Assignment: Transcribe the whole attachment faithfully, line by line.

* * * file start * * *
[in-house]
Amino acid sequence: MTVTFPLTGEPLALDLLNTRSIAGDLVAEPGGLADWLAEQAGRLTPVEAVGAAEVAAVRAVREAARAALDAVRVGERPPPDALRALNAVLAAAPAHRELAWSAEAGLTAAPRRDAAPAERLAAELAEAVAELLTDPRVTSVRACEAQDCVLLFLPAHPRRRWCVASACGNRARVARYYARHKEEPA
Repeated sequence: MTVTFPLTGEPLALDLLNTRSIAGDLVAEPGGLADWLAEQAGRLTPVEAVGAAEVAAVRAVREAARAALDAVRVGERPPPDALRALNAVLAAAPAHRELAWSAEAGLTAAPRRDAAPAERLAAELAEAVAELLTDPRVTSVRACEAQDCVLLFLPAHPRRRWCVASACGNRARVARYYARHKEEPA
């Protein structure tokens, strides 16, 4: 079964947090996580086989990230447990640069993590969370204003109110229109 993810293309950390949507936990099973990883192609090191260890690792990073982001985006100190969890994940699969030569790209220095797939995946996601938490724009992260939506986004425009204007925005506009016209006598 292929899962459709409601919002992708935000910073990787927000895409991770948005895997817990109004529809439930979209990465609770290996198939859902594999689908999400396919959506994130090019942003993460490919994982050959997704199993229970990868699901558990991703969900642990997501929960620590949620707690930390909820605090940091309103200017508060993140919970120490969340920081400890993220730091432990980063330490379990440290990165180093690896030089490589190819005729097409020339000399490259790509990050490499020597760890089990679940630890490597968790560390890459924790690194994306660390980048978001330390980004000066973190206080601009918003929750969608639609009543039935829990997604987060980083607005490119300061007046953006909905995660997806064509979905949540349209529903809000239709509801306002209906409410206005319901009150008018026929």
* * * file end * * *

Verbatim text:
[in-house]
Amino acid sequence: MTVTFPLTGEPLALDLLNTRSIAGDLVAEPGGLADWLAEQAGRLTPVEAVGAAEVAAVRAVREAARAALDAVRVGERPPPDALRALNAVLAAAPAHRELAWSAEAGLTAAPRRDAAPAERLAAELAEAVAELLTDPRVTSVRACEAQDCVLLFLPAHPRRRWCVASACGNRARVARYYARHKEEPA
Repeated sequence: MTVTFPLTGEPLALDLLNTRSIAGDLVAEPGGLADWLAEQAGRLTPVEAVGAAEVAAVRAVREAARAALDAVRVGERPPPDALRALNAVLAAAPAHRELAWSAEAGLTAAPRRDAAPAERLAAELAEAVAELLTDPRVTSVRACEAQDCVLLFLPAHPRRRWCVASACGNRARVARYYARHKEEPA
């Protein structure tokens, strides 16, 4: 079964947090996580086989990230447990640069993590969370204003109110229109 993810293309950390949507936990099973990883192609090191260890690792990073982001985006100190969890994940699969030569790209220095797939995946996601938490724009992260939506986004425009204007925005506009016209006598 292929899962459709409601919002992708935000910073990787927000895409991770948005895997817990109004529809439930979209990465609770290996198939859902594999689908999400396919959506994130090019942003993460490919994982050959997704199993229970990868699901558990991703969900642990997501929960620590949620707690930390909820605090940091309103200017508060993140919970120490969340920081400890993220730091432990980063330490379990440290990165180093690896030089490589190819005729097409020339000399490259790509990050490499020597760890089990679940630890490597968790560390890459924790690194994306660390980048978001330390980004000066973190206080601009918003929750969608639609009543039935829990997604987060980083607005490119300061007046953006909905995660997806064509979905949540349209529903809000239709509801306002209906409410206005319901009150008018026929």